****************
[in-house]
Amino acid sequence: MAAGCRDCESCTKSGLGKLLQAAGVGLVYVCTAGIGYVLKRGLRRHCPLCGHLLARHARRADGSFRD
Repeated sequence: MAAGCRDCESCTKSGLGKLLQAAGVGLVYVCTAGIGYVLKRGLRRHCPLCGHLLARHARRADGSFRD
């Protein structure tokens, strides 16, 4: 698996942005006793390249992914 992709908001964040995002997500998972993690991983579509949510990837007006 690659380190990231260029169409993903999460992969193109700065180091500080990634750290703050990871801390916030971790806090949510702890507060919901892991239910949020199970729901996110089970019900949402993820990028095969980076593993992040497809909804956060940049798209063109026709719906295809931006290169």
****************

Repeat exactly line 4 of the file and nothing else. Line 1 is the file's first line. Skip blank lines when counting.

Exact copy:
């Protein structure tokens, strides 16, 4: 698996942005006793390249992914 992709908001964040995002997500998972993690991983579509949510990837007006 690659380190990231260029169409993903999460992969193109700065180091500080990634750290703050990871801390916030971790806090949510702890507060919901892991239910949020199970729901996110089970019900949402993820990028095969980076593993992040497809909804956060940049798209063109026709719906295809931006290169």